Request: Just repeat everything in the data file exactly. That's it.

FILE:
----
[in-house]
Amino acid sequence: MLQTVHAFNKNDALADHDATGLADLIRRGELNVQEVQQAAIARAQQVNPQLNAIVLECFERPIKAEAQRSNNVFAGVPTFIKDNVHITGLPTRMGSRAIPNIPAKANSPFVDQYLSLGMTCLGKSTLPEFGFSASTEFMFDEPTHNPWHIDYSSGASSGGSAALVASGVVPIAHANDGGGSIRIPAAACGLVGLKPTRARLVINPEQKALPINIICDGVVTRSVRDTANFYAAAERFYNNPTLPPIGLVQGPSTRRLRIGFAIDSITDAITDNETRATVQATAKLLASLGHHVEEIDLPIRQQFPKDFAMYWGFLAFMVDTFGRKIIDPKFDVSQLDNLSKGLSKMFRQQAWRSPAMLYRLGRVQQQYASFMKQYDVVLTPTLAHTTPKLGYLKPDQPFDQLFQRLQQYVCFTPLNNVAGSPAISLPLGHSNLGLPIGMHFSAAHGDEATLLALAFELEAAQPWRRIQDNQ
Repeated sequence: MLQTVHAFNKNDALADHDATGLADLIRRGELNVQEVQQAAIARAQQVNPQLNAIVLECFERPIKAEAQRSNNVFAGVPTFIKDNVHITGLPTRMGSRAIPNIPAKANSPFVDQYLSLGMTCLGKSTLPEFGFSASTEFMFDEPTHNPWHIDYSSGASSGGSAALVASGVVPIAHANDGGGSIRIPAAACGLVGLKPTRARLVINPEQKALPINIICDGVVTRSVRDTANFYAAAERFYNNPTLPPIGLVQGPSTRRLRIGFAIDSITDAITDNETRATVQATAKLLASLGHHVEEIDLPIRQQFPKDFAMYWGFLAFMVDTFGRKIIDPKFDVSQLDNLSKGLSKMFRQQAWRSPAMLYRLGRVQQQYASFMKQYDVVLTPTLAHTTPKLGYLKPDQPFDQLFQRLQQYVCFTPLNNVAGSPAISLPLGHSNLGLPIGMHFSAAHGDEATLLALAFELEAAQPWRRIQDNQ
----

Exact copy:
[in-house]
Amino acid sequence: MLQTVHAFNKNDALADHDATGLADLIRRGELNVQEVQQAAIARAQQVNPQLNAIVLECFERPIKAEAQRSNNVFAGVPTFIKDNVHITGLPTRMGSRAIPNIPAKANSPFVDQYLSLGMTCLGKSTLPEFGFSASTEFMFDEPTHNPWHIDYSSGASSGGSAALVASGVVPIAHANDGGGSIRIPAAACGLVGLKPTRARLVINPEQKALPINIICDGVVTRSVRDTANFYAAAERFYNNPTLPPIGLVQGPSTRRLRIGFAIDSITDAITDNETRATVQATAKLLASLGHHVEEIDLPIRQQFPKDFAMYWGFLAFMVDTFGRKIIDPKFDVSQLDNLSKGLSKMFRQQAWRSPAMLYRLGRVQQQYASFMKQYDVVLTPTLAHTTPKLGYLKPDQPFDQLFQRLQQYVCFTPLNNVAGSPAISLPLGHSNLGLPIGMHFSAAHGDEATLLALAFELEAAQPWRRIQDNQ
Repeated sequence: MLQTVHAFNKNDALADHDATGLADLIRRGELNVQEVQQAAIARAQQVNPQLNAIVLECFERPIKAEAQRSNNVFAGVPTFIKDNVHITGLPTRMGSRAIPNIPAKANSPFVDQYLSLGMTCLGKSTLPEFGFSASTEFMFDEPTHNPWHIDYSSGASSGGSAALVASGVVPIAHANDGGGSIRIPAAACGLVGLKPTRARLVINPEQKALPINIICDGVVTRSVRDTANFYAAAERFYNNPTLPPIGLVQGPSTRRLRIGFAIDSITDAITDNETRATVQATAKLLASLGHHVEEIDLPIRQQFPKDFAMYWGFLAFMVDTFGRKIIDPKFDVSQLDNLSKGLSKMFRQQAWRSPAMLYRLGRVQQQYASFMKQYDVVLTPTLAHTTPKLGYLKPDQPFDQLFQRLQQYVCFTPLNNVAGSPAISLPLGHSNLGLPIGMHFSAAHGDEATLLALAFELEAAQPWRRIQDNQ